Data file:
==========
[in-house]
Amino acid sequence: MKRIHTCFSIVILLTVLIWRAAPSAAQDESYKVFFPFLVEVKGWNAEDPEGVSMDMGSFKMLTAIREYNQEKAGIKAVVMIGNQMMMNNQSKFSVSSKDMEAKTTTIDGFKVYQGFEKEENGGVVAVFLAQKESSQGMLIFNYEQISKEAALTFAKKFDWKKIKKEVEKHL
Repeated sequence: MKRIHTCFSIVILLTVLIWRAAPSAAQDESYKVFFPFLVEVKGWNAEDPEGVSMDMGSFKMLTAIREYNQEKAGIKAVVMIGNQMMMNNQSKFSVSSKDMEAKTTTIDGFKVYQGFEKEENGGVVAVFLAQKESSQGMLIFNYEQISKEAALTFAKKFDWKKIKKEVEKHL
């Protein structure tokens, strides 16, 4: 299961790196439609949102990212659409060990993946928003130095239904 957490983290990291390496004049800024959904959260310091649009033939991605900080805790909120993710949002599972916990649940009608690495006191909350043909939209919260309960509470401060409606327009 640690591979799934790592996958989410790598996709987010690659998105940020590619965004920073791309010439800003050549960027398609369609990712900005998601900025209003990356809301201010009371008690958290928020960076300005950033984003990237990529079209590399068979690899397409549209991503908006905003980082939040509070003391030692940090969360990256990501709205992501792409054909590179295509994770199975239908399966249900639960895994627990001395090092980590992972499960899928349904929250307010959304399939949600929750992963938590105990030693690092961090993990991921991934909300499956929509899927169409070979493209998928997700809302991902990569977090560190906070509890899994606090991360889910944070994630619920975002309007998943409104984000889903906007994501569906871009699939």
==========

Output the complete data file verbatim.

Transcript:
[in-house]
Amino acid sequence: MKRIHTCFSIVILLTVLIWRAAPSAAQDESYKVFFPFLVEVKGWNAEDPEGVSMDMGSFKMLTAIREYNQEKAGIKAVVMIGNQMMMNNQSKFSVSSKDMEAKTTTIDGFKVYQGFEKEENGGVVAVFLAQKESSQGMLIFNYEQISKEAALTFAKKFDWKKIKKEVEKHL
Repeated sequence: MKRIHTCFSIVILLTVLIWRAAPSAAQDESYKVFFPFLVEVKGWNAEDPEGVSMDMGSFKMLTAIREYNQEKAGIKAVVMIGNQMMMNNQSKFSVSSKDMEAKTTTIDGFKVYQGFEKEENGGVVAVFLAQKESSQGMLIFNYEQISKEAALTFAKKFDWKKIKKEVEKHL
């Protein structure tokens, strides 16, 4: 299961790196439609949102990212659409060990993946928003130095239904 957490983290990291390496004049800024959904959260310091649009033939991605900080805790909120993710949002599972916990649940009608690495006191909350043909939209919260309960509470401060409606327009 640690591979799934790592996958989410790598996709987010690659998105940020590619965004920073791309010439800003050549960027398609369609990712900005998601900025209003990356809301201010009371008690958290928020960076300005950033984003990237990529079209590399068979690899397409549209991503908006905003980082939040509070003391030692940090969360990256990501709205992501792409054909590179295509994770199975239908399966249900639960895994627990001395090092980590992972499960899928349904929250307010959304399939949600929750992963938590105990030693690092961090993990991921991934909300499956929509899927169409070979493209998928997700809302991902990569977090560190906070509890899994606090991360889910944070994630619920975002309007998943409104984000889903906007994501569906871009699939």